Even though bluestone pavers are extremely durable, they are sensitive to acidic cleaners and, on occasion, solvent-based cleaners. They also have quite a porous surface, which means that any liquids and substances spilt on them are absorbed. Using incorrect products on them can alter the composition of the stone’s surface, causing damage that might be impossible to rectify.
Basic Cleaning Instructions
Keeping your bluestone pavers clean is essential for their appearance and for preventing damage from occurring:
- Give the surface of the pavers a wipe down using a soft, dry cloth to remove any traces of dust, dirt and other debris. This should be done regularly (a few times a week at minimum).
- Add a few drops of mild dishwashing solution to a bucket of warm water and mix. Give the bluestone a wipe down using a cloth or mop that has been well wrung out. This should be done once or twice a month.
Sealing your bluestone can help to protect it against staining and other damage, so should be performed soon after laying:
- Using a paint roller or sprayer, liberally apply your chosen sealer to the pavers (it should appear shiny and wet with a visible liquid layer for at least 30 seconds).
- Leave the sealer to penetrate the surface of the stone for around 10 minutes, then use a squeegee to remove any excess. Many people scrape it over to the next area to be sealed to avoid wastage.
- Once 20 to 30 minutes has passed, you can apply a second layer of sealer to the pavers if desired. Follow the same instructions as above to ensure that it has penetrated.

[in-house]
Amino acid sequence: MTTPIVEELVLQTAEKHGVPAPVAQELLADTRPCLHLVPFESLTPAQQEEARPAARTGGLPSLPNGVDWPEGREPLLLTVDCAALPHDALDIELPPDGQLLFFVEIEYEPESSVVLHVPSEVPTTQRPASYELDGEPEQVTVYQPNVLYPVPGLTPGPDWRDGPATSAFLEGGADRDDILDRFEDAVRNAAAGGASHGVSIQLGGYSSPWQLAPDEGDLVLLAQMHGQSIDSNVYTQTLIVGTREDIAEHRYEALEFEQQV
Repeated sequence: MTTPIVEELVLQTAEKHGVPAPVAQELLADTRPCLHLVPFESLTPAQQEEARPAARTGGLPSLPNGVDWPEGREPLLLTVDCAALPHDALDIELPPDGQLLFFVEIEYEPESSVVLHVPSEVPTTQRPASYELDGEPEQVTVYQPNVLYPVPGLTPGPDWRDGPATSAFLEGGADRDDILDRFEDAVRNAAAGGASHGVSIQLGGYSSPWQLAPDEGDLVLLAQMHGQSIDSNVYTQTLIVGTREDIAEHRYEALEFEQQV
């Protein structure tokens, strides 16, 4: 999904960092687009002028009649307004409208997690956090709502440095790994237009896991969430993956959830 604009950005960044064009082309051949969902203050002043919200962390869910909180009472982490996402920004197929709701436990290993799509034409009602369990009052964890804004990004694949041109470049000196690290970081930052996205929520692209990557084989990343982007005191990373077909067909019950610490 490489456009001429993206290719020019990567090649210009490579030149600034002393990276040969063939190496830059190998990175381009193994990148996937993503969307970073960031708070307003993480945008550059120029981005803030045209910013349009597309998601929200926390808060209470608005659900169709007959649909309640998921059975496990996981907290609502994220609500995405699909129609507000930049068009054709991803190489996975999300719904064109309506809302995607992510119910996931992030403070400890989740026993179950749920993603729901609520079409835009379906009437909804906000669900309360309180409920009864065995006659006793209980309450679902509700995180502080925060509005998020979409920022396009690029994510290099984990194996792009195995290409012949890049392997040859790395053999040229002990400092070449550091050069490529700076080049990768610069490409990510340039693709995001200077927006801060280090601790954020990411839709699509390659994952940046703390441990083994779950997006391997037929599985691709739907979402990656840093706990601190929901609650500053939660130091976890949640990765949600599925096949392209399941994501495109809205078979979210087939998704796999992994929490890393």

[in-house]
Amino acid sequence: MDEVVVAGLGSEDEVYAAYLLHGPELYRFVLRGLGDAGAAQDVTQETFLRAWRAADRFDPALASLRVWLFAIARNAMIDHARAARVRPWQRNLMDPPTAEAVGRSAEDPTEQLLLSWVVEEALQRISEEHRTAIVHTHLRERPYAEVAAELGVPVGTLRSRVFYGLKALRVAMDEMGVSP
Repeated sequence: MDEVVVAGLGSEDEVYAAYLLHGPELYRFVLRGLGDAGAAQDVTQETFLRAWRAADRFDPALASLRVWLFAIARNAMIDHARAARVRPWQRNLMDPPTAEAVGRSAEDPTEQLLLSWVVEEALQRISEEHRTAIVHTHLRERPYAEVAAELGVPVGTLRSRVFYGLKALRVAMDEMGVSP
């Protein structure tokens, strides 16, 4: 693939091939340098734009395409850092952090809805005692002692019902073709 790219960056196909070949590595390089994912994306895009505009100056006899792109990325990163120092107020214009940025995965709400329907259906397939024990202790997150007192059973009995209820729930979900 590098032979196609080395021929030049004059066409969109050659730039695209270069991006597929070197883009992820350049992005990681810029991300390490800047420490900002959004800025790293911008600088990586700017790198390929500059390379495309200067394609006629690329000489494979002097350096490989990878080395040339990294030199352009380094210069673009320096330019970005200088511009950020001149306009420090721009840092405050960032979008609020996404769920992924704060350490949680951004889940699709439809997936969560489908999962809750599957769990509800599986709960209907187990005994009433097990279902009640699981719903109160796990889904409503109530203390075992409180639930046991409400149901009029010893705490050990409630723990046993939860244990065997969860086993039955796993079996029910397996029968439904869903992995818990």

- Using a dry cloth, remove any remaining sealer residue that might be present on the surface. You will be able to walk on the area after 6 hours and try to keep it dry for at least 12 hours.
Every now and then, your bluestone pavers might require a little more maintenance than usual to remove staining:
- Organic stains (those caused by leaves and other organic litter) can simply be bleached away by the sun. For more immediate action a water, ammonia and 12% hydrogen peroxide solution can be used.
- Oil stains (which often appear greasy and tend to be a result of cooking, such as a BBQ) can generally be removed using a mild dishwashing liquid and warm water solution.
- Biological stains (those caused by mildew or algae growth) can be removed with a water, ammonia, bleach or hydrogen peroxide solution (choose only one and never mix these chemicals).
We hope that the instructions we’ve provided above have given you a far better idea of how to go about cleaning, sealing and maintaining your bluestone pavers. If you only take one thing away from this article, we hope that it’s the knowledge that a lot more is involved with keeping your bluestone in good condition than simply giving it a sweep every now and then.